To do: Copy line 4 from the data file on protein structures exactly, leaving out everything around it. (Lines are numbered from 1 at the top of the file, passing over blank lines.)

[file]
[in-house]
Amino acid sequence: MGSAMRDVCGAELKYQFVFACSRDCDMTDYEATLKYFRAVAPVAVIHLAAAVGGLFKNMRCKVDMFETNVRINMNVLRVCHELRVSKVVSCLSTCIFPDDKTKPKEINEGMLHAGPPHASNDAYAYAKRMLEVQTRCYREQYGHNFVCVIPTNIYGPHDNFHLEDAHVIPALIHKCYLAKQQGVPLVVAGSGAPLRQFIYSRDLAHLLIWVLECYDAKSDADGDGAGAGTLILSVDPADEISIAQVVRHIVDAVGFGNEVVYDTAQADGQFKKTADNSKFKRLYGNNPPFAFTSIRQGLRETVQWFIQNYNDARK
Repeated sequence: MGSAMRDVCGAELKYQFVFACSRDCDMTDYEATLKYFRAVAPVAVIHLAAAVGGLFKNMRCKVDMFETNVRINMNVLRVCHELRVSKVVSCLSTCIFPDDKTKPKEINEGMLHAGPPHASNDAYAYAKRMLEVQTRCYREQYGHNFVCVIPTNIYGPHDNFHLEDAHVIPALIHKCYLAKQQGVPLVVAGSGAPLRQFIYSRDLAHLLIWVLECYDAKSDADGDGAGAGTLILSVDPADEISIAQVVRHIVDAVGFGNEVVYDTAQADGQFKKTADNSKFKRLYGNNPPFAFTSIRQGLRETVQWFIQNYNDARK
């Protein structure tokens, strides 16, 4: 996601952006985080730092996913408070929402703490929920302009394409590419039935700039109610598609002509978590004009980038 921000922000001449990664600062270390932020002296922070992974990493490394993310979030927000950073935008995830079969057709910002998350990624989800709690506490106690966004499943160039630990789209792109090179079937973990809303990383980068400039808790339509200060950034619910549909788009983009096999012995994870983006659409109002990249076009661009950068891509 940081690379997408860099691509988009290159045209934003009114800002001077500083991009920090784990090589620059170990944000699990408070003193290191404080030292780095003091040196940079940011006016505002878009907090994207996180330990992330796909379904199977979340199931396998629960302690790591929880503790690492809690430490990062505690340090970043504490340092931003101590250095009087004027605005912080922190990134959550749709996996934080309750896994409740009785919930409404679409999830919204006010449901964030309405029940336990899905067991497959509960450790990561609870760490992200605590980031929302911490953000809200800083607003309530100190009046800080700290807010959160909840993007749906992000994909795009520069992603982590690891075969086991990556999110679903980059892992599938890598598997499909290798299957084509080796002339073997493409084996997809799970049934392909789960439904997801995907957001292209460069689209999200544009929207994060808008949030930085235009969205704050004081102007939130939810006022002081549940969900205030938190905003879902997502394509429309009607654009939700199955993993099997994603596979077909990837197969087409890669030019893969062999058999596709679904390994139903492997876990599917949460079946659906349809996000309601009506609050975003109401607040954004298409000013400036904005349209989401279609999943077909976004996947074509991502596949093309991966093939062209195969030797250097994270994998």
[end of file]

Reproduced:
């Protein structure tokens, strides 16, 4: 996601952006985080730092996913408070929402703490929920302009394409590419039935700039109610598609002509978590004009980038 921000922000001449990664600062270390932020002296922070992974990493490394993310979030927000950073935008995830079969057709910002998350990624989800709690506490106690966004499943160039630990789209792109090179079937973990809303990383980068400039808790339509200060950034619910549909788009983009096999012995994870983006659409109002990249076009661009950068891509 940081690379997408860099691509988009290159045209934003009114800002001077500083991009920090784990090589620059170990944000699990408070003193290191404080030292780095003091040196940079940011006016505002878009907090994207996180330990992330796909379904199977979340199931396998629960302690790591929880503790690492809690430490990062505690340090970043504490340092931003101590250095009087004027605005912080922190990134959550749709996996934080309750896994409740009785919930409404679409999830919204006010449901964030309405029940336990899905067991497959509960450790990561609870760490992200605590980031929302911490953000809200800083607003309530100190009046800080700290807010959160909840993007749906992000994909795009520069992603982590690891075969086991990556999110679903980059892992599938890598598997499909290798299957084509080796002339073997493409084996997809799970049934392909789960439904997801995907957001292209460069689209999200544009929207994060808008949030930085235009969205704050004081102007939130939810006022002081549940969900205030938190905003879902997502394509429309009607654009939700199955993993099997994603596979077909990837197969087409890669030019893969062999058999596709679904390994139903492997876990599917949460079946659906349809996000309601009506609050975003109401607040954004298409000013400036904005349209989401279609999943077909976004996947074509991502596949093309991966093939062209195969030797250097994270994998």